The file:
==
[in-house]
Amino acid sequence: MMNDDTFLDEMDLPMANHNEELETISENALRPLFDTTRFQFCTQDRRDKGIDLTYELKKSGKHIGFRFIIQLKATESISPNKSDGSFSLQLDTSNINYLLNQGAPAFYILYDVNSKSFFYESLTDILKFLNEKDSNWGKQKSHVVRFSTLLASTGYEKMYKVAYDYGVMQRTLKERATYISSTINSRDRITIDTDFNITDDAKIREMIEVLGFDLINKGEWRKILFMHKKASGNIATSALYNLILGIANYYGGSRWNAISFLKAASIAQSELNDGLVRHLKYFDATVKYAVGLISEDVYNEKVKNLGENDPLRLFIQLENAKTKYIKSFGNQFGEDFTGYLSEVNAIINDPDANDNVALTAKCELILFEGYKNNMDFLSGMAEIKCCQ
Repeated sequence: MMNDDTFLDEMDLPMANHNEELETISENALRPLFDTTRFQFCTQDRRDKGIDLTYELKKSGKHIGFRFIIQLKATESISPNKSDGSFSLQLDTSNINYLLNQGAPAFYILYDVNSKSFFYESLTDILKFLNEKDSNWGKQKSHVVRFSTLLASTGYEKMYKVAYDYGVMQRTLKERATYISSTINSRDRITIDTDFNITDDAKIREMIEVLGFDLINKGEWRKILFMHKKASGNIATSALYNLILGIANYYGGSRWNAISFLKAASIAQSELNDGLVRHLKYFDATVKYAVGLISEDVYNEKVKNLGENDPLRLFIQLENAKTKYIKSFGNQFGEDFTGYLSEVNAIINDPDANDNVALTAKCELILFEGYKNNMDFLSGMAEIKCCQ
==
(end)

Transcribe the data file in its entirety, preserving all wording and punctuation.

[in-house]
Amino acid sequence: MMNDDTFLDEMDLPMANHNEELETISENALRPLFDTTRFQFCTQDRRDKGIDLTYELKKSGKHIGFRFIIQLKATESISPNKSDGSFSLQLDTSNINYLLNQGAPAFYILYDVNSKSFFYESLTDILKFLNEKDSNWGKQKSHVVRFSTLLASTGYEKMYKVAYDYGVMQRTLKERATYISSTINSRDRITIDTDFNITDDAKIREMIEVLGFDLINKGEWRKILFMHKKASGNIATSALYNLILGIANYYGGSRWNAISFLKAASIAQSELNDGLVRHLKYFDATVKYAVGLISEDVYNEKVKNLGENDPLRLFIQLENAKTKYIKSFGNQFGEDFTGYLSEVNAIINDPDANDNVALTAKCELILFEGYKNNMDFLSGMAEIKCCQ
Repeated sequence: MMNDDTFLDEMDLPMANHNEELETISENALRPLFDTTRFQFCTQDRRDKGIDLTYELKKSGKHIGFRFIIQLKATESISPNKSDGSFSLQLDTSNINYLLNQGAPAFYILYDVNSKSFFYESLTDILKFLNEKDSNWGKQKSHVVRFSTLLASTGYEKMYKVAYDYGVMQRTLKERATYISSTINSRDRITIDTDFNITDDAKIREMIEVLGFDLINKGEWRKILFMHKKASGNIATSALYNLILGIANYYGGSRWNAISFLKAASIAQSELNDGLVRHLKYFDATVKYAVGLISEDVYNEKVKNLGENDPLRLFIQLENAKTKYIKSFGNQFGEDFTGYLSEVNAIINDPDANDNVALTAKCELILFEGYKNNMDFLSGMAEIKCCQ